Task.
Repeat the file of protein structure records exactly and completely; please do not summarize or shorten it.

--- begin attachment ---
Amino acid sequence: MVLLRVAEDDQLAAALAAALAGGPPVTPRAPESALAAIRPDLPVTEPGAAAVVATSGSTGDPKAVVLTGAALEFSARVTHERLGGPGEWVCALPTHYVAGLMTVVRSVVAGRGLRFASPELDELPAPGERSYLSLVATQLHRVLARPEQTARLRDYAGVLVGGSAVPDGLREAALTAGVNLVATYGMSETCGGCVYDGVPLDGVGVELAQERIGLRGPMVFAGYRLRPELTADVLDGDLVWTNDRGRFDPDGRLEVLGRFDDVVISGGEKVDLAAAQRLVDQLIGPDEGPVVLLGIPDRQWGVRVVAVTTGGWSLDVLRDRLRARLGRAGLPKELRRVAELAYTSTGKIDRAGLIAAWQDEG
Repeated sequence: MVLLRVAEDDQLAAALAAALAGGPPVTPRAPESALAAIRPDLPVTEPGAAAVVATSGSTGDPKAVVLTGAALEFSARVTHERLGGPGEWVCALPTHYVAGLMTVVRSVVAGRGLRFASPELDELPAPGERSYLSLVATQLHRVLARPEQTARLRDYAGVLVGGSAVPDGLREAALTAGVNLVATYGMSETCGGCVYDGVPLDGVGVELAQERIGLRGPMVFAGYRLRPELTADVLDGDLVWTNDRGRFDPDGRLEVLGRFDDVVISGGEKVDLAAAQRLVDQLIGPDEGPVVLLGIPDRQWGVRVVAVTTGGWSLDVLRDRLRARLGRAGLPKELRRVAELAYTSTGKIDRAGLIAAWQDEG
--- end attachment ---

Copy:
Amino acid sequence: MVLLRVAEDDQLAAALAAALAGGPPVTPRAPESALAAIRPDLPVTEPGAAAVVATSGSTGDPKAVVLTGAALEFSARVTHERLGGPGEWVCALPTHYVAGLMTVVRSVVAGRGLRFASPELDELPAPGERSYLSLVATQLHRVLARPEQTARLRDYAGVLVGGSAVPDGLREAALTAGVNLVATYGMSETCGGCVYDGVPLDGVGVELAQERIGLRGPMVFAGYRLRPELTADVLDGDLVWTNDRGRFDPDGRLEVLGRFDDVVISGGEKVDLAAAQRLVDQLIGPDEGPVVLLGIPDRQWGVRVVAVTTGGWSLDVLRDRLRARLGRAGLPKELRRVAELAYTSTGKIDRAGLIAAWQDEG
Repeated sequence: MVLLRVAEDDQLAAALAAALAGGPPVTPRAPESALAAIRPDLPVTEPGAAAVVATSGSTGDPKAVVLTGAALEFSARVTHERLGGPGEWVCALPTHYVAGLMTVVRSVVAGRGLRFASPELDELPAPGERSYLSLVATQLHRVLARPEQTARLRDYAGVLVGGSAVPDGLREAALTAGVNLVATYGMSETCGGCVYDGVPLDGVGVELAQERIGLRGPMVFAGYRLRPELTADVLDGDLVWTNDRGRFDPDGRLEVLGRFDDVVISGGEKVDLAAAQRLVDQLIGPDEGPVVLLGIPDRQWGVRVVAVTTGGWSLDVLRDRLRARLGRAGLPKELRRVAELAYTSTGKIDRAGLIAAWQDEG